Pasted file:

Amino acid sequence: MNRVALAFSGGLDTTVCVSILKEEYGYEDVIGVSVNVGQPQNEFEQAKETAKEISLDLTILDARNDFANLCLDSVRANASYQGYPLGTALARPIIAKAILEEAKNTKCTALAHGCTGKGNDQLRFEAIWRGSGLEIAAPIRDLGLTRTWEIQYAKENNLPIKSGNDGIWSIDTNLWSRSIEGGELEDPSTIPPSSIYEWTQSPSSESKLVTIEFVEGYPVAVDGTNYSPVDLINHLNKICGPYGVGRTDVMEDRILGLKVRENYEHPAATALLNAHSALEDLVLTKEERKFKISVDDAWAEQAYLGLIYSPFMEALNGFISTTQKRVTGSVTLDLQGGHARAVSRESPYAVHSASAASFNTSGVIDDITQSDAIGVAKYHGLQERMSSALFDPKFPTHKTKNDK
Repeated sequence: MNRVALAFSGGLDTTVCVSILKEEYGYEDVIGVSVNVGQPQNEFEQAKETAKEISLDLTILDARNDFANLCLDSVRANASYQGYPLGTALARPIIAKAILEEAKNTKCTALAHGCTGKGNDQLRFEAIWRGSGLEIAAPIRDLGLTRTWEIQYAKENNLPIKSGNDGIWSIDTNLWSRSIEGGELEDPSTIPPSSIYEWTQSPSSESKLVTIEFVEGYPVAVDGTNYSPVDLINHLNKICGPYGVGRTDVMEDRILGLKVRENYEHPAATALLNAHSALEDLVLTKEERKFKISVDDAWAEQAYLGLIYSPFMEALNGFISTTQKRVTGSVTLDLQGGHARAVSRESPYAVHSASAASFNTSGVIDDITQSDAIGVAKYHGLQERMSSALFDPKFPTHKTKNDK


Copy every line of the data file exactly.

Amino acid sequence: MNRVALAFSGGLDTTVCVSILKEEYGYEDVIGVSVNVGQPQNEFEQAKETAKEISLDLTILDARNDFANLCLDSVRANASYQGYPLGTALARPIIAKAILEEAKNTKCTALAHGCTGKGNDQLRFEAIWRGSGLEIAAPIRDLGLTRTWEIQYAKENNLPIKSGNDGIWSIDTNLWSRSIEGGELEDPSTIPPSSIYEWTQSPSSESKLVTIEFVEGYPVAVDGTNYSPVDLINHLNKICGPYGVGRTDVMEDRILGLKVRENYEHPAATALLNAHSALEDLVLTKEERKFKISVDDAWAEQAYLGLIYSPFMEALNGFISTTQKRVTGSVTLDLQGGHARAVSRESPYAVHSASAASFNTSGVIDDITQSDAIGVAKYHGLQERMSSALFDPKFPTHKTKNDK
Repeated sequence: MNRVALAFSGGLDTTVCVSILKEEYGYEDVIGVSVNVGQPQNEFEQAKETAKEISLDLTILDARNDFANLCLDSVRANASYQGYPLGTALARPIIAKAILEEAKNTKCTALAHGCTGKGNDQLRFEAIWRGSGLEIAAPIRDLGLTRTWEIQYAKENNLPIKSGNDGIWSIDTNLWSRSIEGGELEDPSTIPPSSIYEWTQSPSSESKLVTIEFVEGYPVAVDGTNYSPVDLINHLNKICGPYGVGRTDVMEDRILGLKVRENYEHPAATALLNAHSALEDLVLTKEERKFKISVDDAWAEQAYLGLIYSPFMEALNGFISTTQKRVTGSVTLDLQGGHARAVSRESPYAVHSASAASFNTSGVIDDITQSDAIGVAKYHGLQERMSSALFDPKFPTHKTKNDK